The new position of Brazil in international relations will come from successes in specific sectors – agro-energy, mining, drilling and extracting of oil offshore, planes, giant bank conglomerates and the multiplier effects for the service industry of investm ent in infrastructure. And to a large extent by the new oil-power status made possible by the pre-salt discoveries. There is indeed what we could call “the pre-salt hedge”. This idea suggests that multiplier effects of new oil discoveries for Brazilians and all those who decide to gamble on Brazil will be so huge in the next 30 years that the prospects alone will suffice to “anchor” the decision to set up long-term operations in the country.
Setting the BRIC agenda
The idea of “BRICs,” a group of emerging nations that comprise Brazil, Russia India and China, as a valid category for the analysis of present and future international relations is a “concept-in-the-making”. The success of each of these countries in the political economy of the 21st century will come mostly from answers to four questions each of these rising stars are obliged to ask themselves:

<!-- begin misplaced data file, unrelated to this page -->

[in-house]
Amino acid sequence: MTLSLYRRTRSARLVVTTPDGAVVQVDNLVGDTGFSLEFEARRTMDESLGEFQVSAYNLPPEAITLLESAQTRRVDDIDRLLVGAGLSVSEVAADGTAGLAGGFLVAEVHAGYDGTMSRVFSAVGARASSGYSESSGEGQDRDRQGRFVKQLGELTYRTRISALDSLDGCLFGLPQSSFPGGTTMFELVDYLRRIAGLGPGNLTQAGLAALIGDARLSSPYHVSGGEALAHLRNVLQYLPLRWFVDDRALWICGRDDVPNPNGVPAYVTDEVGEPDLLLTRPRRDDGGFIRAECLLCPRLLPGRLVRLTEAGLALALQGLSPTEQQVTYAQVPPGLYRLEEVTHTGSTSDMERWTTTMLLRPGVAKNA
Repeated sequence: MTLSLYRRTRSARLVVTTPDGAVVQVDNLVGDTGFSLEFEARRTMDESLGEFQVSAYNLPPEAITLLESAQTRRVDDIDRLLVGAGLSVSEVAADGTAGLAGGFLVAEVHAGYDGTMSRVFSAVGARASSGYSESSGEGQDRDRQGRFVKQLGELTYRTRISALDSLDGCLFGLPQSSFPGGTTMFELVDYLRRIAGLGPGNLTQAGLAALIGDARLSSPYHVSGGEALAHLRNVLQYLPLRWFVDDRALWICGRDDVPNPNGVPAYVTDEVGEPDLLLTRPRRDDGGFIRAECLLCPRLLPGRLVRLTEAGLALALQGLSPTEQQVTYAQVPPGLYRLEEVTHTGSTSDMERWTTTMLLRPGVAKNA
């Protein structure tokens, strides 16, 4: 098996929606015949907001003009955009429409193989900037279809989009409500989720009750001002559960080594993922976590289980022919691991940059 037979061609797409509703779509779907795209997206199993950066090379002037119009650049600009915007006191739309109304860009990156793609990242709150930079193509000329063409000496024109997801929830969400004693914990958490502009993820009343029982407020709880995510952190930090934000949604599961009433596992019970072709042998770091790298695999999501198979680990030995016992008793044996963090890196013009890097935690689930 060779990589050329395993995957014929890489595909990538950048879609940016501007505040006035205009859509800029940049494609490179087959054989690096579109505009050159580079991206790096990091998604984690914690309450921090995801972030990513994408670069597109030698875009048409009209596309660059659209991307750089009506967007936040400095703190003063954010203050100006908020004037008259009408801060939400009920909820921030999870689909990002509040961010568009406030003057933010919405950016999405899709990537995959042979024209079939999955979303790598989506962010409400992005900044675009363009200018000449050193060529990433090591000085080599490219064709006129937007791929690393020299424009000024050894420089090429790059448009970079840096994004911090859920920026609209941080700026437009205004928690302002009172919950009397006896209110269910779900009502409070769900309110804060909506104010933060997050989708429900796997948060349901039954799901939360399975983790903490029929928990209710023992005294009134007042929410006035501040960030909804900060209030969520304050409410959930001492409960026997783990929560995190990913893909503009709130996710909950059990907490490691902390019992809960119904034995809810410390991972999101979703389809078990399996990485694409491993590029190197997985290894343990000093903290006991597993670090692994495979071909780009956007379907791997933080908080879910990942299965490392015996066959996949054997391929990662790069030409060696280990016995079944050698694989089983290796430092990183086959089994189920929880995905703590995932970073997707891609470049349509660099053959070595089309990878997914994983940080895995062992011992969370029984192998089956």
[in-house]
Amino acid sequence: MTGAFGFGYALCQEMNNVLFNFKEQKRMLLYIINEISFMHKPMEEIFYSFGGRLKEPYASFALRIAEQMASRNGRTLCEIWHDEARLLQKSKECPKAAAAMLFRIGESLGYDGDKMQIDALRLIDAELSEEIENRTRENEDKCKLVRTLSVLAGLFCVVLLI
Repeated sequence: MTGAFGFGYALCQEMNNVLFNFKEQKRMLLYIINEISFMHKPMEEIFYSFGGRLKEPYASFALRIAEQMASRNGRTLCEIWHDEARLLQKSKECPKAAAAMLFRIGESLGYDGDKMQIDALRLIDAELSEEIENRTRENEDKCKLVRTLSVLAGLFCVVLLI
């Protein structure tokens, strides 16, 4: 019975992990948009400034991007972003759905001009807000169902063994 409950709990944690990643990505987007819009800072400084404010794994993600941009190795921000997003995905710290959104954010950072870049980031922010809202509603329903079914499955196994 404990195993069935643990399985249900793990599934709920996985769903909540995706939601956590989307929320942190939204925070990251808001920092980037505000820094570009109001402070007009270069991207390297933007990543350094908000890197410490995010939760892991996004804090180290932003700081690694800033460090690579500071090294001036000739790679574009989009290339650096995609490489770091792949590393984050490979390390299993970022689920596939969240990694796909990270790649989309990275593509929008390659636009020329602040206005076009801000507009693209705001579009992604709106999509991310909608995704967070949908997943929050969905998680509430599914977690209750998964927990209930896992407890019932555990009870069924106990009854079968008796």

- What is your vision for your country’s future?
- How do you pursue your goals in an interdependent and yet conf lict-ridden world?
- How are you preparing for the digital economy of knowledge?
- What sacrifices are you willing to make?
For BRICs to act as a group, allowing for greater internal and external policy cohesion, join forces and thus exert greater inf luence upon international relations, they will have to make progress on:
- becoming more than just nations that share similar geographical, social and economic statistics – vast territory, large population, booming economy, great potential to play constructive or fragmentary roles in their geopolitical regions and in the global economy,
- developing articulate views and actions in pursuit of their interests and in understanding how the world should work, and
- establishing regular and formal fora that bring together business leaders, civil society and government authorities in formulating a common agenda.